As part of efforts to reach a peace deal with the insurgent group, Afghan President Ashraf Ghani has supported the release of 1,500 Taliban prisoners.
The presidential decree allows all prisoners to send “a written promise that they will not return to the battlefield”
The Taliban also agreed to hand over 1,000 government troops, in return.
It comes as the US starts to withdraw troops from the country as part of a tied deal with the Taliban that was signed earlier. According to President Ghani’s order, all 1,500 inmates will be released within 15 days, “with 100 inmates walking every day out of Afghan jails.”
Parallel to the declaration there will be negotiations between the Afghan government and the Taliban. When talks advance, the government promised to free 500 more Taliban prisoners every two weeks before 5,000 in total were released.
The Taliban will continue its reduction of violence as part of the agreement, and bar al-Qaeda or any other extremist groups from operating in areas under their jurisdiction.
The release of prisoners is intended to build trust between the two sides and set off direct talks to end the Afghan 18-year War. The talks were due to begin on Tuesday but demands on the release of the prisoner postponed the negotiations.
An unidentified member of the Taliban’s leadership council, speaking to the AFP news agency, said the party had presented a list of the hostages they wanted to be released. But he accused the government of acting in bad faith, claiming that it only intended to release “only elderly inmates, seriously sick, or those whose sentences have expired.”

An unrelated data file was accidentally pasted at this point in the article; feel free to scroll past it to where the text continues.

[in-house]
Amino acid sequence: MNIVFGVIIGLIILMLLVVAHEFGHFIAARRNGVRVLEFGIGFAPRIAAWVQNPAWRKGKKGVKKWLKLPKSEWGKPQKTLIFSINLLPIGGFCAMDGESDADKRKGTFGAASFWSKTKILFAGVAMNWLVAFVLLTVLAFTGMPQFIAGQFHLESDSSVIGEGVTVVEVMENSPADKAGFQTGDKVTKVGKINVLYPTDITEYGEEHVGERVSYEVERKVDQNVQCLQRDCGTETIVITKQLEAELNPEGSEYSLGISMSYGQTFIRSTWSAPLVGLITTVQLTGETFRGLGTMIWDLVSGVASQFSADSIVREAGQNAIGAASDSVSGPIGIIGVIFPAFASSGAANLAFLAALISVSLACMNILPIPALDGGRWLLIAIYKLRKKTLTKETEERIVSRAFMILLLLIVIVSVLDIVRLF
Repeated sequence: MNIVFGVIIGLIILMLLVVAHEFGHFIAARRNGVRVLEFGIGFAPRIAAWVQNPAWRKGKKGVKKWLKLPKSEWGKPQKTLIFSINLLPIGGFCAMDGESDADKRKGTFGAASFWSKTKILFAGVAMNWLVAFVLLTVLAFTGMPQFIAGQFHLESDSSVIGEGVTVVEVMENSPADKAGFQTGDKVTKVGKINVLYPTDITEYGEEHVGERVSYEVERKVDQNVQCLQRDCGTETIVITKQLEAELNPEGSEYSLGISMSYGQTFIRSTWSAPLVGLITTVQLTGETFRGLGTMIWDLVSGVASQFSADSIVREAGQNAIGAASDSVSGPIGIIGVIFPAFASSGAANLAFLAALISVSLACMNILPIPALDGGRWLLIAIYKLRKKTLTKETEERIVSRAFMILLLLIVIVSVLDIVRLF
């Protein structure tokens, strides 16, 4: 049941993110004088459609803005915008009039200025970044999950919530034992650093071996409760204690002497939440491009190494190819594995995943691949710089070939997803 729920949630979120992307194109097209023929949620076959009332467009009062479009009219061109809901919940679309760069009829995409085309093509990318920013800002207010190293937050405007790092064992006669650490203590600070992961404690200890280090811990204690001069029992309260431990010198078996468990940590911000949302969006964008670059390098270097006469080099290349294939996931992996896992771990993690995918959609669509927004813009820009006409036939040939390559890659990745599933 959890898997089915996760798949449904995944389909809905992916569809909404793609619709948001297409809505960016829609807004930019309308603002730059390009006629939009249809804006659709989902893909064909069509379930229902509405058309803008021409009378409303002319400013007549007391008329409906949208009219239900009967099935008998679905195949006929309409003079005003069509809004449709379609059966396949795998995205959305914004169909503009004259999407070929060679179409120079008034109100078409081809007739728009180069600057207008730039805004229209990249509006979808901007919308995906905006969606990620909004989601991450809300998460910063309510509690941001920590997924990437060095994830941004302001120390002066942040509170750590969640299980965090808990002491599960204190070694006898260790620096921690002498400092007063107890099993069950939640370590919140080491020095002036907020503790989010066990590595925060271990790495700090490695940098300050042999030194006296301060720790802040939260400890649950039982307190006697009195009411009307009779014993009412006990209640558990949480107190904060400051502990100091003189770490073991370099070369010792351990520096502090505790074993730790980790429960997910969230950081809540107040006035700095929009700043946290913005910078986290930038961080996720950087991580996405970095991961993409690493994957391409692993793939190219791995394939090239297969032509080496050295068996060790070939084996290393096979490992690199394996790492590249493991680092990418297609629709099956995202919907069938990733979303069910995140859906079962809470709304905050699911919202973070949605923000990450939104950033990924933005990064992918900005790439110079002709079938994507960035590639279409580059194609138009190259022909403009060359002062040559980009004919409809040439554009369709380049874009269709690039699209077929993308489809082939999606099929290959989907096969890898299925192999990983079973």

A political spokesman for the Taliban, Suhail Shaheen, tweeted Tuesday that the party would recognize only prisoners listed on their list.
Under the presidential decree, the government must release Taliban prisoners “based on their age, health status and the duration of their prison term.”
President Ghani had previously refused to release 5,000 inmates as part of the US Taliban deal, but Wednesday’s decree indicated a softening of his position.
America has agreed to reduce its forces from about 12,000 to 8,600 within 135 days under the historic agreement, approved by the UN Security Council. Within 14 months, the US and its NATO allies agreed to withdraw all troops if the militants maintained the agreement.
America’s drawdown started on Monday but last week, after the US conducted an airstrike in response to Taliban fighters targeting Afghan forces in Helmand Province, the agreement appeared shaky.
Fresh political instability has also compromised the country’s prospects for talks across all sides.
Two separate swearing-in ceremonies were held Monday after last year’s controversial presidential elections for two different politicians.
Afghanistan’s election commission says incumbent Mr. Ghani won the September vote narrowly, but Abdullah Abdullah alleges that the result is fake.
Experts warned that the current political competition during peace talks would be “seriously affecting the role of the government.”
In an apparent show of support for Mr. Ghani’s presidency, the Trump administration has also said it opposes “action to create a parallel government.”